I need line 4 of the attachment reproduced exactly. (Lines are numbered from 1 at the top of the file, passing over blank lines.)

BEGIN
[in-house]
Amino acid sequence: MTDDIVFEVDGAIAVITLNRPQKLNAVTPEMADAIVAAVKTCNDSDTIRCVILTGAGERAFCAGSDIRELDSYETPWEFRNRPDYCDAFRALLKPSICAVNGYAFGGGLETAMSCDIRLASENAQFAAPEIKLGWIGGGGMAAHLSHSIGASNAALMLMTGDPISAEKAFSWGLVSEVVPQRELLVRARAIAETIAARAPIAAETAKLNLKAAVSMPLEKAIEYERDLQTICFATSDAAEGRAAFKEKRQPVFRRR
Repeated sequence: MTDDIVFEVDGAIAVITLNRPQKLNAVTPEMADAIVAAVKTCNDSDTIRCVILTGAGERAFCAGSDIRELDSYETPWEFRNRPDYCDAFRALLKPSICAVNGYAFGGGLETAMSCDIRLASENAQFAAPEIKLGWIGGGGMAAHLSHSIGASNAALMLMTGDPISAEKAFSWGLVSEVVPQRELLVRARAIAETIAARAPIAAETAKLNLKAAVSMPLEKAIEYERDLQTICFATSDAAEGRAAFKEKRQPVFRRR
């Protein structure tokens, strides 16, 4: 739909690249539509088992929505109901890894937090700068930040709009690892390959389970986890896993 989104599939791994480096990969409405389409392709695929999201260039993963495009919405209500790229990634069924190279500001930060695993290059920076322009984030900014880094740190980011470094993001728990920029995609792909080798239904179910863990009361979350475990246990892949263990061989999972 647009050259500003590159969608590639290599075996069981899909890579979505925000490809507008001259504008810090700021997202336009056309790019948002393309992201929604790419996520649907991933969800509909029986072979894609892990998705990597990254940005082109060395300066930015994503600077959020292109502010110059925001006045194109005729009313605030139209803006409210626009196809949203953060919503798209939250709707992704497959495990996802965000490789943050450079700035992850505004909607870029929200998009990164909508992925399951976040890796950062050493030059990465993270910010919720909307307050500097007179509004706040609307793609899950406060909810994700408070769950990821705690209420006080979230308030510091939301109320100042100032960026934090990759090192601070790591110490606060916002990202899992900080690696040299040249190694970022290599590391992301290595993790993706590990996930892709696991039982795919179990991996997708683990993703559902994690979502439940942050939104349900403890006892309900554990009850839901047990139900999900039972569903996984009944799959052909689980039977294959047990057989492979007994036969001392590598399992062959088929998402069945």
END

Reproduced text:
């Protein structure tokens, strides 16, 4: 739909690249539509088992929505109901890894937090700068930040709009690892390959389970986890896993 989104599939791994480096990969409405389409392709695929999201260039993963495009919405209500790229990634069924190279500001930060695993290059920076322009984030900014880094740190980011470094993001728990920029995609792909080798239904179910863990009361979350475990246990892949263990061989999972 647009050259500003590159969608590639290599075996069981899909890579979505925000490809507008001259504008810090700021997202336009056309790019948002393309992201929604790419996520649907991933969800509909029986072979894609892990998705990597990254940005082109060395300066930015994503600077959020292109502010110059925001006045194109005729009313605030139209803006409210626009196809949203953060919503798209939250709707992704497959495990996802965000490789943050450079700035992850505004909607870029929200998009990164909508992925399951976040890796950062050493030059990465993270910010919720909307307050500097007179509004706040609307793609899950406060909810994700408070769950990821705690209420006080979230308030510091939301109320100042100032960026934090990759090192601070790591110490606060916002990202899992900080690696040299040249190694970022290599590391992301290595993790993706590990996930892709696991039982795919179990991996997708683990993703559902994690979502439940942050939104349900403890006892309900554990009850839901047990139900999900039972569903996984009944799959052909689980039977294959047990057989492979007994036969001392590598399992062959088929998402069945």